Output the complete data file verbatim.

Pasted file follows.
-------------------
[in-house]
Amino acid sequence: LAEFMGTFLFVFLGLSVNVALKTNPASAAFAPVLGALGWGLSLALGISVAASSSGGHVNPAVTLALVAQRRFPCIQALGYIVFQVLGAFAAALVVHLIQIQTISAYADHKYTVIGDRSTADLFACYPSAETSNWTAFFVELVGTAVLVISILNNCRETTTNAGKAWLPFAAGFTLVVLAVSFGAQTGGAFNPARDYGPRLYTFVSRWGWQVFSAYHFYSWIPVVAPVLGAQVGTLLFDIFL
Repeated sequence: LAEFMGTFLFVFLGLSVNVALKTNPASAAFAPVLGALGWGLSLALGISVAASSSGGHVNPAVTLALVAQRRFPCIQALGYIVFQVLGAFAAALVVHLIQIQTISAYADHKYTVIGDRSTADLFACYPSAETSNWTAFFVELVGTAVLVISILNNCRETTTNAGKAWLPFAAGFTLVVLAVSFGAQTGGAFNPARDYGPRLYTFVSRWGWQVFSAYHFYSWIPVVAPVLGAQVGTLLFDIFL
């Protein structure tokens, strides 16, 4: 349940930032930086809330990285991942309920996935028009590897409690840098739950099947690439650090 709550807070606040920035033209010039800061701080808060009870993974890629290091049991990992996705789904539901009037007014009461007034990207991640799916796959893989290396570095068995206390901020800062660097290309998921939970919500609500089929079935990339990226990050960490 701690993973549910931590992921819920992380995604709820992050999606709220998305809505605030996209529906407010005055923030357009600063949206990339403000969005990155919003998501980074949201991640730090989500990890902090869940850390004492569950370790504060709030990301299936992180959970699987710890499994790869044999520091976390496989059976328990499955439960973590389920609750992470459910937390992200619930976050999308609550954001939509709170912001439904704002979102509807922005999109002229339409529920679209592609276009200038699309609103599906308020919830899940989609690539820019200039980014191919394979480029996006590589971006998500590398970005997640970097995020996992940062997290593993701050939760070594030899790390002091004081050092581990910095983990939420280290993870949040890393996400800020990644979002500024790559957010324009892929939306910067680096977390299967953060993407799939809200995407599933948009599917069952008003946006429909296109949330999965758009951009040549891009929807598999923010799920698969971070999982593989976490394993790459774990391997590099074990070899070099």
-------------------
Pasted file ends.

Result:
[in-house]
Amino acid sequence: LAEFMGTFLFVFLGLSVNVALKTNPASAAFAPVLGALGWGLSLALGISVAASSSGGHVNPAVTLALVAQRRFPCIQALGYIVFQVLGAFAAALVVHLIQIQTISAYADHKYTVIGDRSTADLFACYPSAETSNWTAFFVELVGTAVLVISILNNCRETTTNAGKAWLPFAAGFTLVVLAVSFGAQTGGAFNPARDYGPRLYTFVSRWGWQVFSAYHFYSWIPVVAPVLGAQVGTLLFDIFL
Repeated sequence: LAEFMGTFLFVFLGLSVNVALKTNPASAAFAPVLGALGWGLSLALGISVAASSSGGHVNPAVTLALVAQRRFPCIQALGYIVFQVLGAFAAALVVHLIQIQTISAYADHKYTVIGDRSTADLFACYPSAETSNWTAFFVELVGTAVLVISILNNCRETTTNAGKAWLPFAAGFTLVVLAVSFGAQTGGAFNPARDYGPRLYTFVSRWGWQVFSAYHFYSWIPVVAPVLGAQVGTLLFDIFL
């Protein structure tokens, strides 16, 4: 349940930032930086809330990285991942309920996935028009590897409690840098739950099947690439650090 709550807070606040920035033209010039800061701080808060009870993974890629290091049991990992996705789904539901009037007014009461007034990207991640799916796959893989290396570095068995206390901020800062660097290309998921939970919500609500089929079935990339990226990050960490 701690993973549910931590992921819920992380995604709820992050999606709220998305809505605030996209529906407010005055923030357009600063949206990339403000969005990155919003998501980074949201991640730090989500990890902090869940850390004492569950370790504060709030990301299936992180959970699987710890499994790869044999520091976390496989059976328990499955439960973590389920609750992470459910937390992200619930976050999308609550954001939509709170912001439904704002979102509807922005999109002229339409529920679209592609276009200038699309609103599906308020919830899940989609690539820019200039980014191919394979480029996006590589971006998500590398970005997640970097995020996992940062997290593993701050939760070594030899790390002091004081050092581990910095983990939420280290993870949040890393996400800020990644979002500024790559957010324009892929939306910067680096977390299967953060993407799939809200995407599933948009599917069952008003946006429909296109949330999965758009951009040549891009929807598999923010799920698969971070999982593989976490394993790459774990391997590099074990070899070099």